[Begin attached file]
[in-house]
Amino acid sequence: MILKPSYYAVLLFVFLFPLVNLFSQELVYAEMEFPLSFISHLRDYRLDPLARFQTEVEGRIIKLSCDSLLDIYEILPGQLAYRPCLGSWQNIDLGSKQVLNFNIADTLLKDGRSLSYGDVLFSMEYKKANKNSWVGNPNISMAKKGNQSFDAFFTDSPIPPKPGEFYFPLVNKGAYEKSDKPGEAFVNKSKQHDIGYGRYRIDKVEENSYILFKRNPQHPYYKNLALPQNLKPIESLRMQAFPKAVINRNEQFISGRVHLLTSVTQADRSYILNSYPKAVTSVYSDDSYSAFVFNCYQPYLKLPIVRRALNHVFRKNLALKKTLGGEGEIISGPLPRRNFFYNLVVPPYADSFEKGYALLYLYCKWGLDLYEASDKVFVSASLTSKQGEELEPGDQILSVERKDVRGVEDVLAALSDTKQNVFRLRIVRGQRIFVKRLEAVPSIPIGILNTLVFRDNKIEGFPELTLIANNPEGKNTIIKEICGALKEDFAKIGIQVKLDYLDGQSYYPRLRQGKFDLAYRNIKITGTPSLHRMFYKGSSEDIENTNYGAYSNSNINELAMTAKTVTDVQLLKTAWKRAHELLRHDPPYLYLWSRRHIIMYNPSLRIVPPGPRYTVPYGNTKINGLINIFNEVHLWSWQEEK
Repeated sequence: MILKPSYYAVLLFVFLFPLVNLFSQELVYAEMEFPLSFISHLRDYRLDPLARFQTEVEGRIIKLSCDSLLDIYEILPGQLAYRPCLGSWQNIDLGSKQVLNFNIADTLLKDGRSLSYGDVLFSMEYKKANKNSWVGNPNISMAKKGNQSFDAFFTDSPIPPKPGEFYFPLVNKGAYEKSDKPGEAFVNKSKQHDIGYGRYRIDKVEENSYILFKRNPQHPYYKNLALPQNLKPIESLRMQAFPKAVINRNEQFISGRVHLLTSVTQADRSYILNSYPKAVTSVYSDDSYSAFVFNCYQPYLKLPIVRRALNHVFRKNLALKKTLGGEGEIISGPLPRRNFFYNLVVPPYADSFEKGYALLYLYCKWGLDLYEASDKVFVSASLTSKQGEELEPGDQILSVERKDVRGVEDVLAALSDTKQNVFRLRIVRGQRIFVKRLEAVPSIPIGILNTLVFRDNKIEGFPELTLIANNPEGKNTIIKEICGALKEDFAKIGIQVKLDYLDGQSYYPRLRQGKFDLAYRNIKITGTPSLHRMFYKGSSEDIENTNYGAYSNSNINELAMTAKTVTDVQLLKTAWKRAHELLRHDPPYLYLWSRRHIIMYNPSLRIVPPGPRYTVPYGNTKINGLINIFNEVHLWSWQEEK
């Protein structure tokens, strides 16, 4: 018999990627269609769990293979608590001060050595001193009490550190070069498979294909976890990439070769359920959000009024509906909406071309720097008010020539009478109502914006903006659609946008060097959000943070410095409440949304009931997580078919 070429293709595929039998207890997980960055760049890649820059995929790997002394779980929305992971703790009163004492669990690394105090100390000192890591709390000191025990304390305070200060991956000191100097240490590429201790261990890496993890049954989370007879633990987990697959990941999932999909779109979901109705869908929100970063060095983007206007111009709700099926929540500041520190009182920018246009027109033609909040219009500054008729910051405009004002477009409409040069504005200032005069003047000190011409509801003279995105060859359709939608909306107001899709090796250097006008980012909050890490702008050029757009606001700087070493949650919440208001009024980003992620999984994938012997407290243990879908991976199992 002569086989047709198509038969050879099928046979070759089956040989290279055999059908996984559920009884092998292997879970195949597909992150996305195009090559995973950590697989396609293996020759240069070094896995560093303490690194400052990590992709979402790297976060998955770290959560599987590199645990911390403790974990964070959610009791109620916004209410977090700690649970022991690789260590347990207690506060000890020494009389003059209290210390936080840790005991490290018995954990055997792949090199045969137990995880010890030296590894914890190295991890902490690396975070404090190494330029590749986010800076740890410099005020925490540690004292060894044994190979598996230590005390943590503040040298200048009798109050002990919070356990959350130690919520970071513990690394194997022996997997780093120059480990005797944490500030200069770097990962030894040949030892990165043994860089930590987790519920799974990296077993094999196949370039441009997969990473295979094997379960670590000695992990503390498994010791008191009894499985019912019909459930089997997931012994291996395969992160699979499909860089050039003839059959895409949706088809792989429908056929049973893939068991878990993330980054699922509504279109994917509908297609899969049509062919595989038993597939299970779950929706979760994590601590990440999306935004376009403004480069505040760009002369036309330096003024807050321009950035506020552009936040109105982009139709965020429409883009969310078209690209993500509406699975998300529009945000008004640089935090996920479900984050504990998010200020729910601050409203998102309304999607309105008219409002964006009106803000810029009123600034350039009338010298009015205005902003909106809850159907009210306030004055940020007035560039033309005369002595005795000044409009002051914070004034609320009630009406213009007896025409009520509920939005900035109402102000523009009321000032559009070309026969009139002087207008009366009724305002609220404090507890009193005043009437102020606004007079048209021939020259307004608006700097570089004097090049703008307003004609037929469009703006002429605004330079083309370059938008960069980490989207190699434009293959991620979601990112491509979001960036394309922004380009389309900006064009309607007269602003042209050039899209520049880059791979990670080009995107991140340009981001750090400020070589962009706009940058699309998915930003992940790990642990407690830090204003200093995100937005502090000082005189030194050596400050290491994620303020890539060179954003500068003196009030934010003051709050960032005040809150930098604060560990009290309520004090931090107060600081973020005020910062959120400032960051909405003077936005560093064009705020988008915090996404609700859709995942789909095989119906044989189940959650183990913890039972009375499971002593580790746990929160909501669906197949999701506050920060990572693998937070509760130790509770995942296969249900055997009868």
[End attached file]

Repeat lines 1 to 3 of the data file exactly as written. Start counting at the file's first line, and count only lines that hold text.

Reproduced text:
[in-house]
Amino acid sequence: MILKPSYYAVLLFVFLFPLVNLFSQELVYAEMEFPLSFISHLRDYRLDPLARFQTEVEGRIIKLSCDSLLDIYEILPGQLAYRPCLGSWQNIDLGSKQVLNFNIADTLLKDGRSLSYGDVLFSMEYKKANKNSWVGNPNISMAKKGNQSFDAFFTDSPIPPKPGEFYFPLVNKGAYEKSDKPGEAFVNKSKQHDIGYGRYRIDKVEENSYILFKRNPQHPYYKNLALPQNLKPIESLRMQAFPKAVINRNEQFISGRVHLLTSVTQADRSYILNSYPKAVTSVYSDDSYSAFVFNCYQPYLKLPIVRRALNHVFRKNLALKKTLGGEGEIISGPLPRRNFFYNLVVPPYADSFEKGYALLYLYCKWGLDLYEASDKVFVSASLTSKQGEELEPGDQILSVERKDVRGVEDVLAALSDTKQNVFRLRIVRGQRIFVKRLEAVPSIPIGILNTLVFRDNKIEGFPELTLIANNPEGKNTIIKEICGALKEDFAKIGIQVKLDYLDGQSYYPRLRQGKFDLAYRNIKITGTPSLHRMFYKGSSEDIENTNYGAYSNSNINELAMTAKTVTDVQLLKTAWKRAHELLRHDPPYLYLWSRRHIIMYNPSLRIVPPGPRYTVPYGNTKINGLINIFNEVHLWSWQEEK
Repeated sequence: MILKPSYYAVLLFVFLFPLVNLFSQELVYAEMEFPLSFISHLRDYRLDPLARFQTEVEGRIIKLSCDSLLDIYEILPGQLAYRPCLGSWQNIDLGSKQVLNFNIADTLLKDGRSLSYGDVLFSMEYKKANKNSWVGNPNISMAKKGNQSFDAFFTDSPIPPKPGEFYFPLVNKGAYEKSDKPGEAFVNKSKQHDIGYGRYRIDKVEENSYILFKRNPQHPYYKNLALPQNLKPIESLRMQAFPKAVINRNEQFISGRVHLLTSVTQADRSYILNSYPKAVTSVYSDDSYSAFVFNCYQPYLKLPIVRRALNHVFRKNLALKKTLGGEGEIISGPLPRRNFFYNLVVPPYADSFEKGYALLYLYCKWGLDLYEASDKVFVSASLTSKQGEELEPGDQILSVERKDVRGVEDVLAALSDTKQNVFRLRIVRGQRIFVKRLEAVPSIPIGILNTLVFRDNKIEGFPELTLIANNPEGKNTIIKEICGALKEDFAKIGIQVKLDYLDGQSYYPRLRQGKFDLAYRNIKITGTPSLHRMFYKGSSEDIENTNYGAYSNSNINELAMTAKTVTDVQLLKTAWKRAHELLRHDPPYLYLWSRRHIIMYNPSLRIVPPGPRYTVPYGNTKINGLINIFNEVHLWSWQEEK